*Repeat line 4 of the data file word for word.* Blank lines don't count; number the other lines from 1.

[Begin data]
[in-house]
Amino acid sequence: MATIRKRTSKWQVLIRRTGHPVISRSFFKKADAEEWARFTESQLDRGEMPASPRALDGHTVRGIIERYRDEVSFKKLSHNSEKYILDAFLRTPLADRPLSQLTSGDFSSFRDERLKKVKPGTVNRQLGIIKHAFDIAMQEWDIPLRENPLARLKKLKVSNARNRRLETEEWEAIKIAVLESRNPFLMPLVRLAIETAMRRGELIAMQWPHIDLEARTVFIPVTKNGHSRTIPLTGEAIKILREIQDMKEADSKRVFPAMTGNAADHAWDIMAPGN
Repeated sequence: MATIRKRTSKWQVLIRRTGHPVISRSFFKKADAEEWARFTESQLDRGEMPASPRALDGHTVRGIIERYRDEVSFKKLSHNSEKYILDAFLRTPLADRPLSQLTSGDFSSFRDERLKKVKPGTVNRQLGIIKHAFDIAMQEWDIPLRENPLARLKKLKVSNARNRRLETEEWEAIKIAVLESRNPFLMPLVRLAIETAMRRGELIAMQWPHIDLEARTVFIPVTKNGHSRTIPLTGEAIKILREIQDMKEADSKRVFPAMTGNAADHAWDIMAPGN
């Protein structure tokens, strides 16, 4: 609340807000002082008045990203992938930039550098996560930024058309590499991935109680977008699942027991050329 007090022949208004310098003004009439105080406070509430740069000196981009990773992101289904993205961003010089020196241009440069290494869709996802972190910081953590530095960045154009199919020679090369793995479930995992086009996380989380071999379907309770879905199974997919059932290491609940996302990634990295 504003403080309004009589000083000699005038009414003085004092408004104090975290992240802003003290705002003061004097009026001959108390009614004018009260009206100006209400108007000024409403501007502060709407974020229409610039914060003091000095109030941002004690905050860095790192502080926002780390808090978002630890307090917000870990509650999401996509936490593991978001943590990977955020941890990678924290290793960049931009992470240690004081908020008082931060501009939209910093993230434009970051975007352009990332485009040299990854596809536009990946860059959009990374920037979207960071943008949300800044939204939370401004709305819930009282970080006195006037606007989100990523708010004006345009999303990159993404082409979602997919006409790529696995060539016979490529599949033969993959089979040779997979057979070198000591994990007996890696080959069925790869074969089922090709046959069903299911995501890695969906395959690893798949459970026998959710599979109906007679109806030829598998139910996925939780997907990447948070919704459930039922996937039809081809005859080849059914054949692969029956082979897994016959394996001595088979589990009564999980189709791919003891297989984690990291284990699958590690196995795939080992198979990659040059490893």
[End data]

């Protein structure tokens, strides 16, 4: 609340807000002082008045990203992938930039550098996560930024058309590499991935109680977008699942027991050329 007090022949208004310098003004009439105080406070509430740069000196981009990773992101289904993205961003010089020196241009440069290494869709996802972190910081953590530095960045154009199919020679090369793995479930995992086009996380989380071999379907309770879905199974997919059932290491609940996302990634990295 504003403080309004009589000083000699005038009414003085004092408004104090975290992240802003003290705002003061004097009026001959108390009614004018009260009206100006209400108007000024409403501007502060709407974020229409610039914060003091000095109030941002004690905050860095790192502080926002780390808090978002630890307090917000870990509650999401996509936490593991978001943590990977955020941890990678924290290793960049931009992470240690004081908020008082931060501009939209910093993230434009970051975007352009990332485009040299990854596809536009990946860059959009990374920037979207960071943008949300800044939204939370401004709305819930009282970080006195006037606007989100990523708010004006345009999303990159993404082409979602997919006409790529696995060539016979490529599949033969993959089979040779997979057979070198000591994990007996890696080959069925790869074969089922090709046959069903299911995501890695969906395959690893798949459970026998959710599979109906007679109806030829598998139910996925939780997907990447948070919704459930039922996937039809081809005859080849059914054949692969029956082979897994016959394996001595088979589990009564999980189709791919003891297989984690990291284990699958590690196995795939080992198979990659040059490893």